Lessons in Living to 100

By Emma Kent // Photos by Lauren Wood

We asked Corinth resident Leroy Worsham what the secret to living a long life is. His answer: He doesn’t know. “I have no idea,” he said. “I don’t decide that. If I decided that, I’d make it to 200.”

The 100-year-old celebrated his triple-digit birthday on November 14. “I come from a line of long-livers,” Worsham said. “We’ve got good genes.”

Perhaps it does boil down to good genes (most of the men in his family lived well into their 90s) or perhaps it’s his lively spirit and overwhelming gratitude for his life’s experiences.

Either way, he’s happy to wake up each morning and begin another day, each of which often consist of solving sudoku and jigsaw puzzles (he doesn’t care much for crosswords), reading the newspaper and drinking an astonishing amount of coffee.  

“That’s all I drink,” he laughed.

The puzzles keep his mind sharp, especially since he doesn’t care much for reading, apart from the newspaper, of course.

“I haven’t read a book in 34 years,” Worsham said.

Even though turning 100 was a milestone — some would say a major milestone — Worsham said he feels the same as he did when he was 99. In fact, he visited his doctor upon turning 100, and he told him he wouldn’t need to return until next year.

“I can still get around,” he said. “I can’t run a race, but that’s OK with me.”

He’s always been this way, it seems, with the ability to keep moving forward with a positive attitude, even during his service in World War II.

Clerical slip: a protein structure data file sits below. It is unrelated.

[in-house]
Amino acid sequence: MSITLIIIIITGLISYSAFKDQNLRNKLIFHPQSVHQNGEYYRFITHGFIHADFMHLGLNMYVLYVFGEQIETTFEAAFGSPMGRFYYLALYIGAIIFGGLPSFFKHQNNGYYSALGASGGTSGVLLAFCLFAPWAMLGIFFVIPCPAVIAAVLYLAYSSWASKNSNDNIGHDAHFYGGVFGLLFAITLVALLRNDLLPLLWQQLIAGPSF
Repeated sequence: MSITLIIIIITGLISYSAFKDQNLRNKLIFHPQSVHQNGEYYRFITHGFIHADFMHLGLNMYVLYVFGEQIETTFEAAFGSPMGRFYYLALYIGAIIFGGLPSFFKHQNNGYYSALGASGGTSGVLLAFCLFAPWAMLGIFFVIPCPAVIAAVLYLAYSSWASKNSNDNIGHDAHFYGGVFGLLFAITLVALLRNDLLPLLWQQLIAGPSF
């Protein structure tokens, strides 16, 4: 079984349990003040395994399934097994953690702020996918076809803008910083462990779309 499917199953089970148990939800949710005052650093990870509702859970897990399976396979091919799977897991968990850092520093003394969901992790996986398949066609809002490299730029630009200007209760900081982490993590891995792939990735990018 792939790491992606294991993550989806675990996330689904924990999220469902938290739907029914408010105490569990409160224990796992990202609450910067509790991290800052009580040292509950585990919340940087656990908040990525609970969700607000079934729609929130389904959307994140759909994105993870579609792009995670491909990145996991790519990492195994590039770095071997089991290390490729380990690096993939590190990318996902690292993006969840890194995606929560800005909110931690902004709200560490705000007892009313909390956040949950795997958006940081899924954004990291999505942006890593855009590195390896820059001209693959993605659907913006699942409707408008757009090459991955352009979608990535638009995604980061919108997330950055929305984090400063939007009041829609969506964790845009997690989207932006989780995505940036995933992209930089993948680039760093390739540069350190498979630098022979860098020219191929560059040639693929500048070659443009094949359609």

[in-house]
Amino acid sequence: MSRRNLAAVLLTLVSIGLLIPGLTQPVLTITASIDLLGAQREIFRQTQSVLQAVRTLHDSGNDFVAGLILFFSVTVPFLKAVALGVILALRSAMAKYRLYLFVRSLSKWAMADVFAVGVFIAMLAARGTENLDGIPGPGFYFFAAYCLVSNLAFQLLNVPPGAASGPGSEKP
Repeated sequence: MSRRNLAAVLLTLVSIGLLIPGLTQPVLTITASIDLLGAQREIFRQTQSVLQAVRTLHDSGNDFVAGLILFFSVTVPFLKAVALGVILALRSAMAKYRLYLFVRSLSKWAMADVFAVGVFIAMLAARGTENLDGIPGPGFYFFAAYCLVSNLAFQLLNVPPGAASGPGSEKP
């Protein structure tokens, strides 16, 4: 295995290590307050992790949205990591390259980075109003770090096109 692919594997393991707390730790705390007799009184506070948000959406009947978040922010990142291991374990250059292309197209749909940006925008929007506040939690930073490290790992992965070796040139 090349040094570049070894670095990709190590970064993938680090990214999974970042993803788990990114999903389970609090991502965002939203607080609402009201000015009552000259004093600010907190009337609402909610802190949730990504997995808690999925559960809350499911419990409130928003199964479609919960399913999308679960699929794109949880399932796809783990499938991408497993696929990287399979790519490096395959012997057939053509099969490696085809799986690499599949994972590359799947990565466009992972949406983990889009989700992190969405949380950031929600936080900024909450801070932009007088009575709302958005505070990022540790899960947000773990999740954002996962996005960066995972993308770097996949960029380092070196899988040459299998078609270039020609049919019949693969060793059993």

Worsham has lived in Corinth his entire life, except for when he left at the age of 23 to serve in the Air Force.

That’s not to say he didn’t take his military service seriously, or that it wasn’t difficult. Quite the contrary, as evidenced by the medals and photographs adorning the walls throughout his home. Not to mention the detail with which he remembers exactly how long he spent serving in the war: Three years, three months and 20 days.

It’s just that he hasn’t allowed himself to be weighed down, he just lives each day, taking everything in stride. It seems to have worked out for him so far.

Staying close with his family has also kept Worsham going. Worsham and his brother even had a code they used while writing letters to each other during their military service to let them know where the other was stationed.

When he returned from the war, he married a girl from Corinth. Worsham said he realized he wanted to marry her when he saw her one time when he was home from the war.

“I had known her all of my life, but that was the first time I had seen her,” he said.

He later wrote her a letter telling her that when he got home he was going to marry her. Her name was Sarah.

“She didn’t believe me, but I did,” he said.  

They were married for 64 years. Worsham has two daughters, five grandchildren and five great-grandchildren. Besides his service in the military, family might be the most important thing in his life, and the thing that’s made his life so full.

All You Need is Love

“I call her the General,” Worsham joked, sharing his nickname for his caretaker, Diane on the day we visited with them. The two spend most every day together.

Diane said she’s never met someone who knew Worsham and didn’t love him.

Just one example: Worsham worked at the Coca-Cola plant in Corinth as a teenager, and on his 100th birthday, they threw him a party. More than 100 people showed up to celebrate with him.

And Worsham has made it a point to love others well, too. Several years ago, a young girl in Corinth had cancer, and Worsham wrote her pages upon pages of letters full of stories and messages to fill her time while she was in the hospital. Just recently, the two reconnected and she had written a song for Worsham, thanking him for the kind gesture.

He said he had just wanted to brighten her day. It’s that look-on-the-bright-side attitude that seems to sustain Worsham, even at a time in his life when he isn’t able to get out much.

“I don’t seem happy — I am happy,” he said. “I’ve had good health, I have somebody to look after me. I don’t have anything to worry about. I have children and grandchildren, I’ve got lots of friends — so everything’s fine.”  

Maybe the secret to a long life is that simple.

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